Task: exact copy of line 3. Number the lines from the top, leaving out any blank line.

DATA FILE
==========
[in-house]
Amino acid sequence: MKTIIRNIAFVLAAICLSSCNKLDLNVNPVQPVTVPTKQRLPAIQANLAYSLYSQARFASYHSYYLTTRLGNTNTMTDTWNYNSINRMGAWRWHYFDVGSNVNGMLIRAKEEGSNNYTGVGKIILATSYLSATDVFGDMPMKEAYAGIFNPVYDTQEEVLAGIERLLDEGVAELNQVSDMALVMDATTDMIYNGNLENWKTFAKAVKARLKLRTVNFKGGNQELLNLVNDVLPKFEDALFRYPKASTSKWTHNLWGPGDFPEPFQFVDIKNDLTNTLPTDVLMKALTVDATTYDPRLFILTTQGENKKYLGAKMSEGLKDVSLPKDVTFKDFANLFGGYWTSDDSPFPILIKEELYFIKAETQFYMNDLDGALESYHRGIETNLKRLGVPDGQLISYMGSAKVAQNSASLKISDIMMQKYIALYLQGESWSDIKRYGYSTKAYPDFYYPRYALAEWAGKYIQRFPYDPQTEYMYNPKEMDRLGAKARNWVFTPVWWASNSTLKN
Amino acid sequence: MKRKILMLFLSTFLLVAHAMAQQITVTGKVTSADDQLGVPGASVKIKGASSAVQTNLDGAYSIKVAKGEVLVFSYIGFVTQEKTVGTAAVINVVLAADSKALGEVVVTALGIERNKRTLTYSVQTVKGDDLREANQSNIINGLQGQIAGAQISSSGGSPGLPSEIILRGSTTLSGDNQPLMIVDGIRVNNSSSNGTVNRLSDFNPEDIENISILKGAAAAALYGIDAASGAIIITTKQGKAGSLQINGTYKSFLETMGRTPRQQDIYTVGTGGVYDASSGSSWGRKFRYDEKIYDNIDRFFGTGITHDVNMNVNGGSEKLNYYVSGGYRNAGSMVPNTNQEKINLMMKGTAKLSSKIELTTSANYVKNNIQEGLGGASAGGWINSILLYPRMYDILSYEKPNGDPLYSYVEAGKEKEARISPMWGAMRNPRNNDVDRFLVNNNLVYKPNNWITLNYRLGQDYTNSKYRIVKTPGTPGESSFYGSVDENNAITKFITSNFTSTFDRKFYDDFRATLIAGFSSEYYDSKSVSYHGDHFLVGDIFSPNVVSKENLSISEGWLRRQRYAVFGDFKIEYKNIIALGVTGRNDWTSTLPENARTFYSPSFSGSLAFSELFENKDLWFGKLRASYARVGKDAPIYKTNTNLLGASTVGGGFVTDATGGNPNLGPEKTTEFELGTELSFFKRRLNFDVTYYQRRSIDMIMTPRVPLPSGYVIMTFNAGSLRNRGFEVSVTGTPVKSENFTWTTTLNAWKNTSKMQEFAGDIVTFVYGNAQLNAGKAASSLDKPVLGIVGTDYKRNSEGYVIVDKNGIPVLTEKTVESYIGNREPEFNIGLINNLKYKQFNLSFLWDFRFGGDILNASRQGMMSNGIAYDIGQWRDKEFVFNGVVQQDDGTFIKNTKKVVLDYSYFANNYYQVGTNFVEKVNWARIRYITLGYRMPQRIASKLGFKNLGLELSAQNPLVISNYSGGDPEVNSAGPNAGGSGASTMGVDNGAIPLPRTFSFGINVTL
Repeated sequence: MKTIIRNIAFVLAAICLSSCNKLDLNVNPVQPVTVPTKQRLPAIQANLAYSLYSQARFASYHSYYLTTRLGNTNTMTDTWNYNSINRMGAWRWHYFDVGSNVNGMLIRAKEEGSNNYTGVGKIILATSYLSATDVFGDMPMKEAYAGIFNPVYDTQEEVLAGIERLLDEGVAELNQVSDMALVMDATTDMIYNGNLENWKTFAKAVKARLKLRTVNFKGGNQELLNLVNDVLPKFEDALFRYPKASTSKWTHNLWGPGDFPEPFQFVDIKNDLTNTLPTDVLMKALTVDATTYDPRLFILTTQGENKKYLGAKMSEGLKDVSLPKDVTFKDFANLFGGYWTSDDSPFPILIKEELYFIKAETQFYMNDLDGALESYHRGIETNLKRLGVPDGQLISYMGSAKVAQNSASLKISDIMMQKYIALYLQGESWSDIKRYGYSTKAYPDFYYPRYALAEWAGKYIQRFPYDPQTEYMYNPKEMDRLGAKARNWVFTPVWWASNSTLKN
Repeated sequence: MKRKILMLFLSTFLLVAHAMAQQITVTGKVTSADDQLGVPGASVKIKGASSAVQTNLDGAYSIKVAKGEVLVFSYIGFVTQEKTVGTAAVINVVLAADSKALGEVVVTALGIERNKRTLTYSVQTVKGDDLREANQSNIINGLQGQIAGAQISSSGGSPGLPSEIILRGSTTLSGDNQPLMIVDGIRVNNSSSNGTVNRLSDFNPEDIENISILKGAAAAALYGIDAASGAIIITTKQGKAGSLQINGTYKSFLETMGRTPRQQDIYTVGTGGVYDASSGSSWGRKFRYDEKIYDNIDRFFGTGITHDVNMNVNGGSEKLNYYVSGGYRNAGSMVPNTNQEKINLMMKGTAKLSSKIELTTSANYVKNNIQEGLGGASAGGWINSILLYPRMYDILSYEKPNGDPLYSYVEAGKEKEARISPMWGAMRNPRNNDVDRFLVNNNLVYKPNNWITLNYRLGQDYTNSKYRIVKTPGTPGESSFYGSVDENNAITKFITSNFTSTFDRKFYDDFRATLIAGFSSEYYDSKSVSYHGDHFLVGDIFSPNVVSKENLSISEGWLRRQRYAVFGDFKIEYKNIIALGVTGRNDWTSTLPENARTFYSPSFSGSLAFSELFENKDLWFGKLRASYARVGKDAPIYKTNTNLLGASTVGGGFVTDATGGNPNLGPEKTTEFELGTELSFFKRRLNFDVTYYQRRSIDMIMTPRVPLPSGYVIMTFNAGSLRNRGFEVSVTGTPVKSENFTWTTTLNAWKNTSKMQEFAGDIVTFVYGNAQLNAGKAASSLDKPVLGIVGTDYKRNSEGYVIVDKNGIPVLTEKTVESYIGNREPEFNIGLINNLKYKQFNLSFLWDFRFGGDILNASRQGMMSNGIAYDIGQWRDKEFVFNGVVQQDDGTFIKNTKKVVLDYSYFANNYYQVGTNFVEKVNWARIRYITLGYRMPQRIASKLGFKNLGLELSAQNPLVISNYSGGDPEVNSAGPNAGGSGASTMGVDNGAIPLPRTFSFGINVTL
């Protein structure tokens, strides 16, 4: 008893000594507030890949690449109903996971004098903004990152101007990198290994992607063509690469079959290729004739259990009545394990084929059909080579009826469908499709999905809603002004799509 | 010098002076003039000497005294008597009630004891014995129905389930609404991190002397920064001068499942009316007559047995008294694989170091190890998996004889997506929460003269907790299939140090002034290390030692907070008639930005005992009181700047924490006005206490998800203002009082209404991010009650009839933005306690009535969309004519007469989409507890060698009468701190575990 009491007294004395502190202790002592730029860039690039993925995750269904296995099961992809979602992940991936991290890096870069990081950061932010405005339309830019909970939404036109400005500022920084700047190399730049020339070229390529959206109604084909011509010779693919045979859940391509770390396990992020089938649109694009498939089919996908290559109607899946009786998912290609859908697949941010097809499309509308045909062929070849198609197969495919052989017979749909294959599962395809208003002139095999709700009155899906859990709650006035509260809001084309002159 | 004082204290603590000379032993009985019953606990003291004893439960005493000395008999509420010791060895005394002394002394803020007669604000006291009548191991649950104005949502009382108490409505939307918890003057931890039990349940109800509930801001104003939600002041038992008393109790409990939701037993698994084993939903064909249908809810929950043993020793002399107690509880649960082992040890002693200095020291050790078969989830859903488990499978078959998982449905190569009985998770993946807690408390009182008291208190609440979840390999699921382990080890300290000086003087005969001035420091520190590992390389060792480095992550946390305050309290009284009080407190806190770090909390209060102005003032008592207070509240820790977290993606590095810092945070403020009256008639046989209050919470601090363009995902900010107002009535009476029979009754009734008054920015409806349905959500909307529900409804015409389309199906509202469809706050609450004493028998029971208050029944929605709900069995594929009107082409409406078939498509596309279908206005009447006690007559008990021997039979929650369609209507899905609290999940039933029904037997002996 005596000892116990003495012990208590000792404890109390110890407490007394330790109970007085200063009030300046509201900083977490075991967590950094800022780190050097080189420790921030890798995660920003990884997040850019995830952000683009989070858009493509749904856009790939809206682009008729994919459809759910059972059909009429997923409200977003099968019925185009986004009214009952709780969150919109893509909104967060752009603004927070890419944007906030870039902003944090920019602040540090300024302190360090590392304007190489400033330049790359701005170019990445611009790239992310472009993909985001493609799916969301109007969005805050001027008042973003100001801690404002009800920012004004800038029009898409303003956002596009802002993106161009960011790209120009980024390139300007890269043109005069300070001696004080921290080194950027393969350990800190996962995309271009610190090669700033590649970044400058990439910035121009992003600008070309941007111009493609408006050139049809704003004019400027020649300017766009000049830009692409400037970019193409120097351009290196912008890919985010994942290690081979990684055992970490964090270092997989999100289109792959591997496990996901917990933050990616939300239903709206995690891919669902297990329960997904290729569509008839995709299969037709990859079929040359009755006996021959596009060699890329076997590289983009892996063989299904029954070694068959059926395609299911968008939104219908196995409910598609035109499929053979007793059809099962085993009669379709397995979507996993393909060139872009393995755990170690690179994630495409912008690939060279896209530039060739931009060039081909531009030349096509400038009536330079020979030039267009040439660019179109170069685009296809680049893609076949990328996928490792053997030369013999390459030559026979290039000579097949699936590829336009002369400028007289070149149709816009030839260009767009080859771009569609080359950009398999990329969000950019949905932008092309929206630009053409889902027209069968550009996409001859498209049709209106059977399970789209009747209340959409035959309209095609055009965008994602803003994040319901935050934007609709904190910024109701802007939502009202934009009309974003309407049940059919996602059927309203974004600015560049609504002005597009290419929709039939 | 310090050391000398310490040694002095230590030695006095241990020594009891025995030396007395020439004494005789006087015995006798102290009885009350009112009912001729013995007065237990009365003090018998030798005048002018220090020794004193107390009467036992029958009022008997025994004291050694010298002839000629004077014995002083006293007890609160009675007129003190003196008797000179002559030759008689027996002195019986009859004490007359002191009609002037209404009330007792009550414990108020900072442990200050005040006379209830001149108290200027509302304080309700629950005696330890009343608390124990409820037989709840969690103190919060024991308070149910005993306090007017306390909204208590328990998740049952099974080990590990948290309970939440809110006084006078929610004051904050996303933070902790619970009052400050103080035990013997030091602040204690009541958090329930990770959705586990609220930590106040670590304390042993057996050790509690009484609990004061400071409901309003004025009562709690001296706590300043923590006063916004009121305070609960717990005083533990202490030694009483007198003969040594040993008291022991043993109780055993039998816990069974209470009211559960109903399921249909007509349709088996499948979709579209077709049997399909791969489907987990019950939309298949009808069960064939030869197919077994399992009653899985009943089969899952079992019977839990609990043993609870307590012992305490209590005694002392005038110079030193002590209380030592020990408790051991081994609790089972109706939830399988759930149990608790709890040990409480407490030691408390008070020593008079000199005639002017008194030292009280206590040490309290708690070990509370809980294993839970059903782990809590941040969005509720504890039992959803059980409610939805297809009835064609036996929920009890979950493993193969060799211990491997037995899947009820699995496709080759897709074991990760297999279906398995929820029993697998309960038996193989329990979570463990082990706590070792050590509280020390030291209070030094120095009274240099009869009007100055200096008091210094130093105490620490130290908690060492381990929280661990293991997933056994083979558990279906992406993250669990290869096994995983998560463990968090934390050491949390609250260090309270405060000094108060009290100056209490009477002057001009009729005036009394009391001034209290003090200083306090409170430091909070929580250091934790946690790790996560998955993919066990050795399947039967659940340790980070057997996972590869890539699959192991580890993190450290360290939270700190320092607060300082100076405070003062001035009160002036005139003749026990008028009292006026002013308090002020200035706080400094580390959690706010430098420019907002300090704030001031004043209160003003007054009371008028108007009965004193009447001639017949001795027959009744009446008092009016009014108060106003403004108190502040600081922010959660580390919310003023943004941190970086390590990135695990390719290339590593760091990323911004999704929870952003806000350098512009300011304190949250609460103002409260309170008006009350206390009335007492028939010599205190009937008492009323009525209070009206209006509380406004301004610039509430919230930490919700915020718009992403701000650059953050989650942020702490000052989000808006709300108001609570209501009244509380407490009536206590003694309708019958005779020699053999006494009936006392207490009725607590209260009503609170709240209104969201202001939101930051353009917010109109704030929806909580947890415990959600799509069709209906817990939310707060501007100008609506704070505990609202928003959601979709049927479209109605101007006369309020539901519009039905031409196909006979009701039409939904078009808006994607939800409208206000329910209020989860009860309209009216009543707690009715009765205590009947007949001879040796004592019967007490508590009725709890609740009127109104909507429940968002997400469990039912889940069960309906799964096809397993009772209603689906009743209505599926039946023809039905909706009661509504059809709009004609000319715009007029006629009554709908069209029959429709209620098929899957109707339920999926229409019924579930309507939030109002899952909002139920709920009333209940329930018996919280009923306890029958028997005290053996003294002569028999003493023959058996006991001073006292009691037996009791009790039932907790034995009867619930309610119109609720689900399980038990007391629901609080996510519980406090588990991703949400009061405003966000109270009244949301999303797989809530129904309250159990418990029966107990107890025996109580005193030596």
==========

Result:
Amino acid sequence: MKRKILMLFLSTFLLVAHAMAQQITVTGKVTSADDQLGVPGASVKIKGASSAVQTNLDGAYSIKVAKGEVLVFSYIGFVTQEKTVGTAAVINVVLAADSKALGEVVVTALGIERNKRTLTYSVQTVKGDDLREANQSNIINGLQGQIAGAQISSSGGSPGLPSEIILRGSTTLSGDNQPLMIVDGIRVNNSSSNGTVNRLSDFNPEDIENISILKGAAAAALYGIDAASGAIIITTKQGKAGSLQINGTYKSFLETMGRTPRQQDIYTVGTGGVYDASSGSSWGRKFRYDEKIYDNIDRFFGTGITHDVNMNVNGGSEKLNYYVSGGYRNAGSMVPNTNQEKINLMMKGTAKLSSKIELTTSANYVKNNIQEGLGGASAGGWINSILLYPRMYDILSYEKPNGDPLYSYVEAGKEKEARISPMWGAMRNPRNNDVDRFLVNNNLVYKPNNWITLNYRLGQDYTNSKYRIVKTPGTPGESSFYGSVDENNAITKFITSNFTSTFDRKFYDDFRATLIAGFSSEYYDSKSVSYHGDHFLVGDIFSPNVVSKENLSISEGWLRRQRYAVFGDFKIEYKNIIALGVTGRNDWTSTLPENARTFYSPSFSGSLAFSELFENKDLWFGKLRASYARVGKDAPIYKTNTNLLGASTVGGGFVTDATGGNPNLGPEKTTEFELGTELSFFKRRLNFDVTYYQRRSIDMIMTPRVPLPSGYVIMTFNAGSLRNRGFEVSVTGTPVKSENFTWTTTLNAWKNTSKMQEFAGDIVTFVYGNAQLNAGKAASSLDKPVLGIVGTDYKRNSEGYVIVDKNGIPVLTEKTVESYIGNREPEFNIGLINNLKYKQFNLSFLWDFRFGGDILNASRQGMMSNGIAYDIGQWRDKEFVFNGVVQQDDGTFIKNTKKVVLDYSYFANNYYQVGTNFVEKVNWARIRYITLGYRMPQRIASKLGFKNLGLELSAQNPLVISNYSGGDPEVNSAGPNAGGSGASTMGVDNGAIPLPRTFSFGINVTL